Bloemfontein: Zimbabwe captain Heath Streak admitted his team's World Cup campaign had been blown off course by political intrigue and internal bickering following its crushing seven-wicket Super Six defeat by Kenya Wednesday.That loss, Zimbabwe's first One-day defeat against its fellow Africans, ended its slim chance of reaching the semi-finals.The Test team's World Cup hopes had been overshadowed by the black armband protest aimed at Zimbabwe President Robert Mugabe, carried out by senior players Andy Flower and Henry Olonga during their opening match of the tournament against Namibia in Harare.
And, as that controversy continued to rumble on, selector Andy Pycroft resigned in the build-up to Wednesday's Super Six match. He told he had not been consulted about the team that lost to New Zealand at Goodyear Park here on Saturday.Former captain Pycroft added that the side he, Streak and other members of the Zimbabwe management in Bloemfontein had chosen for this match, had been rejected by the majority of the selection panel back home.
"You don't always get the teams you want," admitted a drained Streak. "But I'm not permitted to discuss what went on in selection," he told reporters after Zimbabwe had been skittled out for just 133, Kenya winning with 24 overs to spare.And he conceded Zimbabwe had struggled to cope with the political wrangles which had enveloped the team. "It's been tough. There have been a lot of political insinuations."It's been difficult for the players to keep focused on cricket," added Streak whose side gained four points by forfeit after England boycotted its group match in Harare.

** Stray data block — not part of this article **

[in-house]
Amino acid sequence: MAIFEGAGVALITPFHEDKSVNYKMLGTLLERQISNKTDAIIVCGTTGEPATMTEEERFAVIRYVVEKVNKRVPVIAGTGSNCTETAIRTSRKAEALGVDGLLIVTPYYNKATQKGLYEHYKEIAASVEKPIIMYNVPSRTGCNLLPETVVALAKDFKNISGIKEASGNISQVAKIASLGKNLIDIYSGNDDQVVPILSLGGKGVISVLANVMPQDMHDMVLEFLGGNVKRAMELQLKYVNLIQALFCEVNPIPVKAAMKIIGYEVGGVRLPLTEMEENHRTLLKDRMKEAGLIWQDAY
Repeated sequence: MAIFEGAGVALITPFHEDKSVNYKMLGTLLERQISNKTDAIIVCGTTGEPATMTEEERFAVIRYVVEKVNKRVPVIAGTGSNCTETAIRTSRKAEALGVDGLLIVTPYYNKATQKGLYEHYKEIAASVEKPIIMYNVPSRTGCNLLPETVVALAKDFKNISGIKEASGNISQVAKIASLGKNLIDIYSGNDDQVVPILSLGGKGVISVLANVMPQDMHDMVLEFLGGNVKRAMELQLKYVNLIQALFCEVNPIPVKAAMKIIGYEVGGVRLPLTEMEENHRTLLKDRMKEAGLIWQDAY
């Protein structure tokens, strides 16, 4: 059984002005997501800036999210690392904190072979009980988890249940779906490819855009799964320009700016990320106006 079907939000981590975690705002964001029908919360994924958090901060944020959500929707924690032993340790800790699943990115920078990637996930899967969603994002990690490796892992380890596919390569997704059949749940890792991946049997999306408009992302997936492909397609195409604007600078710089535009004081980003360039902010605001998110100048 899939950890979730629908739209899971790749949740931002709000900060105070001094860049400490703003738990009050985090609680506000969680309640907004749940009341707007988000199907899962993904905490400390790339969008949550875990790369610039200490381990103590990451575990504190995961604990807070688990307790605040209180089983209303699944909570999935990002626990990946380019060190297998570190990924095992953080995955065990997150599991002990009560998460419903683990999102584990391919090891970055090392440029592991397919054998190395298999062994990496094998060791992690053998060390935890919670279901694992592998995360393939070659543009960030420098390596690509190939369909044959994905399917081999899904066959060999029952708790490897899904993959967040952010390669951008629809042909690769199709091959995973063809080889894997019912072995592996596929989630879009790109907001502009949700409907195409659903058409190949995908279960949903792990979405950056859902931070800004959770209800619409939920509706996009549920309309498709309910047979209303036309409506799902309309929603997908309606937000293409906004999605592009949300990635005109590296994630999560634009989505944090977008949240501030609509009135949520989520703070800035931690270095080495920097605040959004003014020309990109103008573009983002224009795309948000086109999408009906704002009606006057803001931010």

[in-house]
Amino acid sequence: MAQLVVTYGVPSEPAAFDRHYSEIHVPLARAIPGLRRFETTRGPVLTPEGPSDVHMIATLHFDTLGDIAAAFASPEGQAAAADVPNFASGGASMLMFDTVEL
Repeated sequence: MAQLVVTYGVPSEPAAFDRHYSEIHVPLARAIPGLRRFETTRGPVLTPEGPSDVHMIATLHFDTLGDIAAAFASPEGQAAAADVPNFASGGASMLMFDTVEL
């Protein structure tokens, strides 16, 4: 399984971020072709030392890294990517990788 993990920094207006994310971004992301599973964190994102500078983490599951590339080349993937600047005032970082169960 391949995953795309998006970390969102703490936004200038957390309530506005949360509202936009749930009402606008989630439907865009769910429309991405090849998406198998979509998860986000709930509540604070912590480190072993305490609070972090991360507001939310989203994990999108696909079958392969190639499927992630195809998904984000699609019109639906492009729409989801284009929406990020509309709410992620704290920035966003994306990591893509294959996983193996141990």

"The guys have tried to handle it to the best of their ability but we can't use it as an excuse."Streak, who won the toss and decided to bat first on a slow wicket, insisted his side had not been complacent. "We expect to win every game we play. But we didn't underestimate Kenya. We weren't proactive enough and there were too many soft dismissals," the paceman explained.And he added that the Kenyans deserved their place following criticism that the path of Steve Tikolo's men into the Super Six had been eased because of the points they gained for victory by forfeit over New Zealand."They've got a very basic but disciplined game plan. But it has worked for them," streak said.
"They put India under pressure when they played them too and it is not a side to be taken lightly. Their tails are up now." Streak refused to comment on whether or not he would carry on as skipper, but he did admit the defeat was one of his worst days as an international cricketer. "It's hard to say if it's the lowest point. But it's got to go down as one of them."However, we've got one game to go (against Sri Lanka at East London on Saturday) and we've still pride to play for."Copyright AFP 2001